COALITION SPLIT OVER POST 16 EDUCATION POLICY IN NORTHUMBERLAND
PM and Lib Dems at odds over ‘Post 16 advice’
Coalition tensions at the heart of government are being played out in Northumberland claim Labour as it emerged that calls from a senior Lib Dem in the county to ‘complain to the council’ were contradicted by a letter sent on behalf of PM David Cameron who agreed that the council’s policy was best set in Northumberland not Whitehall.
Now Labour are calling for Tories and Lib Dems to stop playing politics with post 16 education and are urging opposition councillors in Northumberland to ‘listen to the PM’. The letter was sent by a senior official at the Department of Education and it highlights that the decision taken to remove the subsidy was a ‘local decision’ and that the official went on to say “we do not believe it would be right to require authorities to meet every student’s individual transport needs”.
Labour politicians have repeatedly warned that unnecessary ‘scaremongering’ by opposition politicians would mean extra costs for the policy which is programmed to save the council over £3m over the course of this council term. They are accusing the Lib Dem parliamentary candidate in Berwick of ‘using coalition tensions in the Department of Education to undermine the policy’.
A Labour group spokesperson said
“This is a pretty cynical ruse by opposition councillors to stretch their party political campaign to derail a lawful policy of the authority. Opposition councillors and political hopefuls have maintained the disgraceful silence while their government slashes Northumberland’s grant and yet they’re happy to mislead parents”.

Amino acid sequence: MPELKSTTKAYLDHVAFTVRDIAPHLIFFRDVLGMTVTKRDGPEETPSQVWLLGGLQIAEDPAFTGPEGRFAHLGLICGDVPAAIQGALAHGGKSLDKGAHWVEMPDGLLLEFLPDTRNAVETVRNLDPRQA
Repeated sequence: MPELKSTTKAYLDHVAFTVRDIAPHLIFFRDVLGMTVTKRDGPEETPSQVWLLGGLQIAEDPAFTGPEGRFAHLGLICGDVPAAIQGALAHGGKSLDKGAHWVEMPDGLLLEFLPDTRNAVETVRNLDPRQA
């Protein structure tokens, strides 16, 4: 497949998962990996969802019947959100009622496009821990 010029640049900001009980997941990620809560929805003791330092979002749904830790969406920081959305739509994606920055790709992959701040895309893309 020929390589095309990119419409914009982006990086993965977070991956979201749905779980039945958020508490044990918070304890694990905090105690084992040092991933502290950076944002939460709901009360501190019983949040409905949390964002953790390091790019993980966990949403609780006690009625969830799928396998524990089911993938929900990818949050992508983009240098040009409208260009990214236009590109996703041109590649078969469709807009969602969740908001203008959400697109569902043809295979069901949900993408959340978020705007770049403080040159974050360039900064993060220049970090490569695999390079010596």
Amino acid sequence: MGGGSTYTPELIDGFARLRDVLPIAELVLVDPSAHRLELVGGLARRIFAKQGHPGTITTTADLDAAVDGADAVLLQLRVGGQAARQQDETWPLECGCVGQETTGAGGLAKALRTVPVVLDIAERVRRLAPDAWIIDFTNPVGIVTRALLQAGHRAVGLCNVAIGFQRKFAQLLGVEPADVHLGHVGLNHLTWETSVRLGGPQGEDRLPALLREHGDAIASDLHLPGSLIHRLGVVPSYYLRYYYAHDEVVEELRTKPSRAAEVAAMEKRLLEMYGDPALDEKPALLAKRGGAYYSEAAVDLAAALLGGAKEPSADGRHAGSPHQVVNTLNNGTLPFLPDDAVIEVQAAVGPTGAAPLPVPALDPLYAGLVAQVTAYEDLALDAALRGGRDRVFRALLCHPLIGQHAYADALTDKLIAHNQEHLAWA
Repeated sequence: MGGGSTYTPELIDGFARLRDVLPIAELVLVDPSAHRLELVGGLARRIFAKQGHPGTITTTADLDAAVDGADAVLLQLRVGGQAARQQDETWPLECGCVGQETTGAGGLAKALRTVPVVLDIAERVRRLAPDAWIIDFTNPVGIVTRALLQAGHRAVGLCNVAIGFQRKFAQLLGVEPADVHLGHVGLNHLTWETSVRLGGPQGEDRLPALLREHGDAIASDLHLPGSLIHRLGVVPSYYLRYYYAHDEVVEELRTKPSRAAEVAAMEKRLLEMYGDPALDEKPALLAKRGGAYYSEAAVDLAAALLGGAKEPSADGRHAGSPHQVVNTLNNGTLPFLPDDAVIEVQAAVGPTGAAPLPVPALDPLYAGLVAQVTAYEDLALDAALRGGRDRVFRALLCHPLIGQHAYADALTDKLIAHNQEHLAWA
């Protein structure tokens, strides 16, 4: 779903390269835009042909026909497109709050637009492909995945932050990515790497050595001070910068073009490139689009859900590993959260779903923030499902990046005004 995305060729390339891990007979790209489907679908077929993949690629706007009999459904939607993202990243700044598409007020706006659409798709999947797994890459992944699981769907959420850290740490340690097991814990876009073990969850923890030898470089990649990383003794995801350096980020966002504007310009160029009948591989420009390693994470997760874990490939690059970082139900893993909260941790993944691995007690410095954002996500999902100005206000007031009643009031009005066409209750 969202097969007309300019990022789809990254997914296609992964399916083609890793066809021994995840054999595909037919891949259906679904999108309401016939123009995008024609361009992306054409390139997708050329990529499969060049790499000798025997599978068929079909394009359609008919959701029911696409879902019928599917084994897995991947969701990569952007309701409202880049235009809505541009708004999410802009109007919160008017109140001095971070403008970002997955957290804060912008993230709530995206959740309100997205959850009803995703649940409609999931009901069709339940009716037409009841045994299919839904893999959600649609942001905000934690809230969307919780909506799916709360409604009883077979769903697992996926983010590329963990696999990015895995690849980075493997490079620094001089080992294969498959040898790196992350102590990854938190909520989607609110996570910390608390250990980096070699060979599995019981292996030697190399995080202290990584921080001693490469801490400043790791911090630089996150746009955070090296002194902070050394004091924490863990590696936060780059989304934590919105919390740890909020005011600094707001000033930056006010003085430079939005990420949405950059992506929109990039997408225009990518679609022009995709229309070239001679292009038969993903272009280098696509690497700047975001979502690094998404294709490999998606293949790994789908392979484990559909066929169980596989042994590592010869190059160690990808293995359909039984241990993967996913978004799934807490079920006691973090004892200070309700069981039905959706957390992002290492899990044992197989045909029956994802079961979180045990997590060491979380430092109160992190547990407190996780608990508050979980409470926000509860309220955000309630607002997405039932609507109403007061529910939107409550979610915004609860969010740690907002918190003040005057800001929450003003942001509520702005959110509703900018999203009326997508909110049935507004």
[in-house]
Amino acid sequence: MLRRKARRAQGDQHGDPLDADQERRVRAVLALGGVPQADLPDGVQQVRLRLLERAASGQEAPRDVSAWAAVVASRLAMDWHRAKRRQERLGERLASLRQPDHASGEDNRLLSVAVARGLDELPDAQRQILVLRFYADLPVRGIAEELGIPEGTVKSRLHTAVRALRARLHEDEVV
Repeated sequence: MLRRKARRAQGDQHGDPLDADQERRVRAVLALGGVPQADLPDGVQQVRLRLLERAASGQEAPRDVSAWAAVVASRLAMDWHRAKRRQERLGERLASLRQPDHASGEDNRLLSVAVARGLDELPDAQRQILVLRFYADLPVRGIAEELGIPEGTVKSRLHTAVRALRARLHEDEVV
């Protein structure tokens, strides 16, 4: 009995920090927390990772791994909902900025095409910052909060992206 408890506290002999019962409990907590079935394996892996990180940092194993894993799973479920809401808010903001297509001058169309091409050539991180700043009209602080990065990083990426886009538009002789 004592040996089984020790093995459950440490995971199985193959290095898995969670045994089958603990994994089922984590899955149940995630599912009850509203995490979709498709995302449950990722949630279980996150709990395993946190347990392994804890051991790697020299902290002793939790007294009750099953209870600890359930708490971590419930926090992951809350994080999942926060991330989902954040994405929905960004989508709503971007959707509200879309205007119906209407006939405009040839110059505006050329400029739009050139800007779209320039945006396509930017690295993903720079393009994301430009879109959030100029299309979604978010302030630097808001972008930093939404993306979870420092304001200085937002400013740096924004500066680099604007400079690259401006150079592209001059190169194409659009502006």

“It seems that division in the coalition in Westminster with the PM backing the council’s approach and an unnamed Lib Dem Education minister seeking to stir up parents. It means that the department is split. Who are we to believe – The PM or a Lib Dem parliamentary hopeful”?
“Opposition politicians had an opportunity to call in the policy when it was discussed and agreed by the council’s Policy Board yet they failed to do that. Now they’re resorting to unnecessary extraordinary meetings and posturing motions which will only end up costing the tax payer more”.
Labour are highlighting that the policy is already underway and that when it was passed it included a commitment to review the effectiveness of the measures after 12 months. If parents have legitimate concerns then they can contact the council through the officer and executive member who are responsible for the implementation of the policy. The contact address is : firstname.lastname@example.org – Executive Director and
Ian.email@example.com – Portfolio Holder responsible for implementation
Notes for Editors
Article from Berwick Advertiser dated 26 Aug 2014 reproduced below
Letter from Department of Education on behalf of the PM
‘Formal complaint should be submitted’
Liberal Democrat campaigner Julie Pörksen is urging parents and students affected by the post 16 transport charges to make a formal complaint.
Northumberland County Council’s new system of charging for post-16 travel to school comes into force next month despite objections from rural areas of the county.
Ms Pörksen, who has requested an intervention by the Secretary of State, said: “The Department of Education state that intervention would only be considered if complaints processes have been exhausted locally.
“I am therefore calling on parents and students who have been objecting to this policy to write into the council and make formal complaints, either about being refused free transport on an individual basis or about the wider unfairness of the policy in general.
“We can then go back to the Secretary of State and request further support.”